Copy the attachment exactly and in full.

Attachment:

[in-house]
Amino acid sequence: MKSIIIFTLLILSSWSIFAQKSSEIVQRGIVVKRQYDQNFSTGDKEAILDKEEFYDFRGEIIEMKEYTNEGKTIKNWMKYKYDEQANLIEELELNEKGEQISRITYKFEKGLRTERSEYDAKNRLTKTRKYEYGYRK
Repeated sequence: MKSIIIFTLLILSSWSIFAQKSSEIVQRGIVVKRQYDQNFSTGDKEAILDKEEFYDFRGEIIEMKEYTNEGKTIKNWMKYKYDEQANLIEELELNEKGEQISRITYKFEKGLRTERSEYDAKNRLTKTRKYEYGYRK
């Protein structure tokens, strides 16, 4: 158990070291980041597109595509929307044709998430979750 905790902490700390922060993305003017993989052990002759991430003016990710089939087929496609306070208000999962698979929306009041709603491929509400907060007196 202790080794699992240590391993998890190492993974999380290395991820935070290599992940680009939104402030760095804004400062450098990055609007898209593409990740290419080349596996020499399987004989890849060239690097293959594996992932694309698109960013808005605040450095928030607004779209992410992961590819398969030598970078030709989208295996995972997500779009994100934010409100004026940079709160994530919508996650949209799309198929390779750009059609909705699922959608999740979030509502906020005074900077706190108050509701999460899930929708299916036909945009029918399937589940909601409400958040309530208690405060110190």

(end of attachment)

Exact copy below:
[in-house]
Amino acid sequence: MKSIIIFTLLILSSWSIFAQKSSEIVQRGIVVKRQYDQNFSTGDKEAILDKEEFYDFRGEIIEMKEYTNEGKTIKNWMKYKYDEQANLIEELELNEKGEQISRITYKFEKGLRTERSEYDAKNRLTKTRKYEYGYRK
Repeated sequence: MKSIIIFTLLILSSWSIFAQKSSEIVQRGIVVKRQYDQNFSTGDKEAILDKEEFYDFRGEIIEMKEYTNEGKTIKNWMKYKYDEQANLIEELELNEKGEQISRITYKFEKGLRTERSEYDAKNRLTKTRKYEYGYRK
């Protein structure tokens, strides 16, 4: 158990070291980041597109595509929307044709998430979750 905790902490700390922060993305003017993989052990002759991430003016990710089939087929496609306070208000999962698979929306009041709603491929509400907060007196 202790080794699992240590391993998890190492993974999380290395991820935070290599992940680009939104402030760095804004400062450098990055609007898209593409990740290419080349596996020499399987004989890849060239690097293959594996992932694309698109960013808005605040450095928030607004779209992410992961590819398969030598970078030709989208295996995972997500779009994100934010409100004026940079709160994530919508996650949209799309198929390779750009059609909705699922959608999740979030509502906020005074900077706190108050509701999460899930929708299916036909945009029918399937589940909601409400958040309530208690405060110190």